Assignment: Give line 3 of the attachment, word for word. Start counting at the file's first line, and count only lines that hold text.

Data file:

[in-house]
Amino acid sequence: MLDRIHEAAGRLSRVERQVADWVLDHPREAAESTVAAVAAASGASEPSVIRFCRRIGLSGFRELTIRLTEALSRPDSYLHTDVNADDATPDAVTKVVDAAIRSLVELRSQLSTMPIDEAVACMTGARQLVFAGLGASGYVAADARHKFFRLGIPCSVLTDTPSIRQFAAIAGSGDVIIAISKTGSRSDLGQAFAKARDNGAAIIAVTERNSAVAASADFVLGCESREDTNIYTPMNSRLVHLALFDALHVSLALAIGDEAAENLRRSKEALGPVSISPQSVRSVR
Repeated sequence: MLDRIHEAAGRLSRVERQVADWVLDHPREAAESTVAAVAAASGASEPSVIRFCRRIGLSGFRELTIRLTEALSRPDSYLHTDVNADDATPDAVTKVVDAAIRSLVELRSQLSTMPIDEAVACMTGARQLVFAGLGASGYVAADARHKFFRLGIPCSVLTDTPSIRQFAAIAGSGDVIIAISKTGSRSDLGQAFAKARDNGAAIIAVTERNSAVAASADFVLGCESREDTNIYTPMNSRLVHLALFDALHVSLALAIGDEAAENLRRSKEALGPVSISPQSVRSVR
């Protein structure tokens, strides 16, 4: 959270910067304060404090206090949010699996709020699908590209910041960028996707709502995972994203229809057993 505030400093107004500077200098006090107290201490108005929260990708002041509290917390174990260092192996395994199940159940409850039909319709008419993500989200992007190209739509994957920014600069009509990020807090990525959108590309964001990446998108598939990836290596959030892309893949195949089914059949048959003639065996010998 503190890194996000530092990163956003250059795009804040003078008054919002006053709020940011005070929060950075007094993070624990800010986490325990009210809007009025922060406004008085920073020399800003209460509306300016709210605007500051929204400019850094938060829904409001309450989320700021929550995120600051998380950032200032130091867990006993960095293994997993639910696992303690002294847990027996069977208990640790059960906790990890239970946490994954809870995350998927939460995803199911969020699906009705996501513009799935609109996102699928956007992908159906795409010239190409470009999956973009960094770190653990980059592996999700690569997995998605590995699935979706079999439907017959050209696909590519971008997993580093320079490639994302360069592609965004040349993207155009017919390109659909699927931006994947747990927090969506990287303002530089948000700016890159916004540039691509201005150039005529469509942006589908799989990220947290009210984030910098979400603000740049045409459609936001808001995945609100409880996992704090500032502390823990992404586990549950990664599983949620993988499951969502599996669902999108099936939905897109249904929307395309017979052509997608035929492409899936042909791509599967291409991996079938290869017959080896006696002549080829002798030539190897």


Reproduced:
Repeated sequence: MLDRIHEAAGRLSRVERQVADWVLDHPREAAESTVAAVAAASGASEPSVIRFCRRIGLSGFRELTIRLTEALSRPDSYLHTDVNADDATPDAVTKVVDAAIRSLVELRSQLSTMPIDEAVACMTGARQLVFAGLGASGYVAADARHKFFRLGIPCSVLTDTPSIRQFAAIAGSGDVIIAISKTGSRSDLGQAFAKARDNGAAIIAVTERNSAVAASADFVLGCESREDTNIYTPMNSRLVHLALFDALHVSLALAIGDEAAENLRRSKEALGPVSISPQSVRSVR